Language changes. No one disputes the fact that words like “alien” and “thong” have come to have different meanings than they did thirty years ago.
What impact does that have on the Bible as the inerrant, unchanging Word of God?
It’s hardly a new problem. When the King James version was translated in 1611, contemporary language of the day contained words like jangling, subtil, holpen, and vaunteth. Real oxen and goats were described in Scripture as unicorns and satryrs, words we now associate only with mythological creatures.
One man was so frustrated with the impact of the archaic language on reaching unbelievers with the Gospel, he ranted to his pastor, “We’ve translated the Bible into a couple thousand tongues. And when we run out of languages, someday we’re going to translate it into English!”
It was a valid complaint. The year was 1955 and Howard Long, a Seattle engineer, was discovering that as he shared passages of his King James Bible with nonbelievers—which he often did in trying to lead them to Christ—they weren’t draw in by the beauty of the Elizabethan English. Instead, they were confused and repelled.
One man Long was witnessing to laughed so hard he nearly fell out of his chair, calling it the funniest thing he’d heard in years. Any further opportunity to talk about spiritual things was lost. Long was understandably upset.
After Long’s vent to his pastor, the clergy said, “If you feel so strongly, why don’t you do something about it?”
It was all the encouragement he needed. After ten years of writing petitions, rallying committees, and enlisting the help of pastors and scholars across the denominations, Long saw his vision gaining traction. In 1965, a cross-denominational gathering of evangelical scholars agreed to begin working on a new, clearer translation of the Bible. A year later, the Committee on Bible Translation (CBT) was formed to oversee the creation of this new translation with stated goal of making the translation accurate, beautiful, clear, and dignified. They enlisted the help of the New York Bible Society (later known as the International Bible Society and now Biblica).
Watch: The amazing contribution made by the KJV around the world—and why we still need contemporary versions today. (1:05) Footage courtesy KOAA.
Instead of attempting to update an existing translation like the King James Version, the CBT made the decision to begin from scratch, using the very best original manuscripts. The process took another decade as the committee assigned four translators and an English-style consultant to each book of the Bible, while another team of five Bible scholars reviewed their work.
The result was the New International Version, published in 1978.
And the problem was solved—but only for a season.
Why? Because language continues to evolve.
Watch: Why keep updating the Bible? (2:25) Footage courtesy KOAA.
According to Stephen Cave, Chief Ministry Officer at Biblica, there are words in Bible translations current thirty years ago that get today’s teenagers laughing behind their hands. An example he gives is the word “booty,” used in a version of the NIV translation published in 1984. “MTV wasn’t all that popular yet,” Steven says, adding that today “you don’t want the word ‘booty’ appearing in your Bible, because it means something totally different” than it did more than three decades ago.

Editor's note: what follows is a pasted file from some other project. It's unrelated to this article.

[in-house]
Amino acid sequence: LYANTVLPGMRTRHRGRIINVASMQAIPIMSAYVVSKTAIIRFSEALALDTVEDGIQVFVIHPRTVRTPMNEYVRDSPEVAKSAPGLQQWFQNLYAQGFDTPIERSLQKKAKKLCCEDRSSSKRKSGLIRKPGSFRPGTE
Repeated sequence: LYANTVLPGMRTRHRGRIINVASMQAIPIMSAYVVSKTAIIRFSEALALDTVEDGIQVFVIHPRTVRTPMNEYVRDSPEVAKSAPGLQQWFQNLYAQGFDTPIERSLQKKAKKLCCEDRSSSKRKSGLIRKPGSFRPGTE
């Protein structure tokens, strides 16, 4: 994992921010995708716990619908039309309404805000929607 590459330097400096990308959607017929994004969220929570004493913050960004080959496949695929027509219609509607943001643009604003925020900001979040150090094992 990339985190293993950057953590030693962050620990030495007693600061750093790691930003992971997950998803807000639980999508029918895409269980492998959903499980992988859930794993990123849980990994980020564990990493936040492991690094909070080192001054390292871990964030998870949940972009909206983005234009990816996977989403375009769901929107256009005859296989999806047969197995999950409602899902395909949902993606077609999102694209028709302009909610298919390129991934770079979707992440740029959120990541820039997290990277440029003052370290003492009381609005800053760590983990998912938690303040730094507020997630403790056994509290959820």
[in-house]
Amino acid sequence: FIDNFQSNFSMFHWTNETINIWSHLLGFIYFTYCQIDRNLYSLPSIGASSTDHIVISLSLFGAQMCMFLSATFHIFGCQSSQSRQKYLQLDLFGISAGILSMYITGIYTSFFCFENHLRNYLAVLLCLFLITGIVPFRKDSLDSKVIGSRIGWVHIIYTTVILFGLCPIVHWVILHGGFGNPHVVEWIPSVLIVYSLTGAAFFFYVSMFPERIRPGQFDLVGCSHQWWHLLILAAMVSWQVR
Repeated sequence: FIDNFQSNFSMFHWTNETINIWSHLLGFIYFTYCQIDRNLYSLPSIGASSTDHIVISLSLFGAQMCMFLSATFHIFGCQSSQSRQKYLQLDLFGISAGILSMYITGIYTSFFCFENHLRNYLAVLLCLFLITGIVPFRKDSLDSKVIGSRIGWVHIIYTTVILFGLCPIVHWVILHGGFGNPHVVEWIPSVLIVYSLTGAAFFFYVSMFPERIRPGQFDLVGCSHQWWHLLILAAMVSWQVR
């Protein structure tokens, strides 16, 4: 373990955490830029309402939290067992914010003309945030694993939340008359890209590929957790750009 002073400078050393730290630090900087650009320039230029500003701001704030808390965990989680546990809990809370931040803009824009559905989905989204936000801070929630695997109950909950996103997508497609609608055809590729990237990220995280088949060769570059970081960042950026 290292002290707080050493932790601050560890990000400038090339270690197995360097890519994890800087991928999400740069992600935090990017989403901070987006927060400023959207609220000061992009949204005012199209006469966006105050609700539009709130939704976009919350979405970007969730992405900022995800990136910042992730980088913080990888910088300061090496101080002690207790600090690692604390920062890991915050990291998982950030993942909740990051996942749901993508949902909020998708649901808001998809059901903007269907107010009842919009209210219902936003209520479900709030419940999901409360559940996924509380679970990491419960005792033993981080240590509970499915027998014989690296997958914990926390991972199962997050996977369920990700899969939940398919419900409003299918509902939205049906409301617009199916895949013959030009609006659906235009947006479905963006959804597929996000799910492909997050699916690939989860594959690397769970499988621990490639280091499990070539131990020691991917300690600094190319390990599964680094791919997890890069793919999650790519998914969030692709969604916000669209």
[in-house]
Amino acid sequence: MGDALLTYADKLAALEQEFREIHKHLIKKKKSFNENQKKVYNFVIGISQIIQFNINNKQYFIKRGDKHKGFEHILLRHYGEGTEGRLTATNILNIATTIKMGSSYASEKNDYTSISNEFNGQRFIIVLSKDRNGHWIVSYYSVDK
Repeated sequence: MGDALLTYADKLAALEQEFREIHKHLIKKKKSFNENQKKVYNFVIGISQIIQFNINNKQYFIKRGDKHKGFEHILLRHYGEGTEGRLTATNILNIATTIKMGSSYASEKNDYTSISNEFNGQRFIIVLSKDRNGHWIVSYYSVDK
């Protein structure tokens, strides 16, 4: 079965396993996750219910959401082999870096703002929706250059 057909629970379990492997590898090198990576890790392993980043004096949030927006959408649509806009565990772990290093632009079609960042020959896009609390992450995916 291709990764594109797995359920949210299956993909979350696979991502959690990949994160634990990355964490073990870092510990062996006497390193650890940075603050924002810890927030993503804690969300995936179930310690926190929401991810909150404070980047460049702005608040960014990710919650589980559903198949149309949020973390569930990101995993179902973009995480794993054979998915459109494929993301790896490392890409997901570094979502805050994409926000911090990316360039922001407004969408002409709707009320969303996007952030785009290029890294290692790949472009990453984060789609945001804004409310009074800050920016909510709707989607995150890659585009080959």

Another example? Hans Combrink, Vice President of Global Translation at Biblica, says of the 1984 NIV translation of Judges 16:7, “We read that Samson says, ‘If anybody ties me with seven fresh thongs, I will be weak as any man.’” Explaining that while the phrase made sense in the 70s and 80s, the meaning is lost today. “Thongs now refer to women’s underwear.”
Examples like these are the reasons that the original NIV translation released in 1978 has undergone two updates, in 1984 and again in 2011. (In the 2011 version, Judges 16:7 has been updated to refer to “seven fresh bowstrings that have not been dried.”)
Today the CBT, which was tasked with overseeing the NIV translation in the mid ‘60s, continues to safeguard and update the text. The CBT is self-governing, remaining separate from any church body or denomination to avoid any bias or outside influence. The fifteen members, all of whom are firm believers in the inerrancy of God’s word, are learned scholars from a cross section of evangelical denominations.
They meet every year to review and debate proposed changes based on how modern English is spoken around the world, not just in the United States.
The most recent convening of the CBT took place in June over the course of a week. In fact, the first two videos in this article were produced by KOAA Channel 5 from their coverage of that notable event, which was held at Biblica headquarters in Colorado Springs.
Biblica is just as passionate about making accurate, contemporary translations available to non-English speaking people, with a focus on translating the Bible into the top 100 strategic languages reaching more than 80 percent of the world’s population.
Combrink says, “Research has shown that more than a third of all Christians coming to Christ did so through the reading of the Bible. So the Bible is foundational not only for church life worldwide, but also for global missions.”
He adds that Cameron Townsend, the missionary-linguist who founded Wycliffe Bible Translators, made this profound observation: “The Bible, in the mother tongue, is the most important missionary because it does not need a furlough, and it is never considered a foreigner.”
No one wants to see souls lost because they found themselves unable to translate a phrase including holpen, distracted by thong, or unimpressed by the relevance of a text that mentions unicorns.
While language changes, the life-changing message of the Word of God never does.
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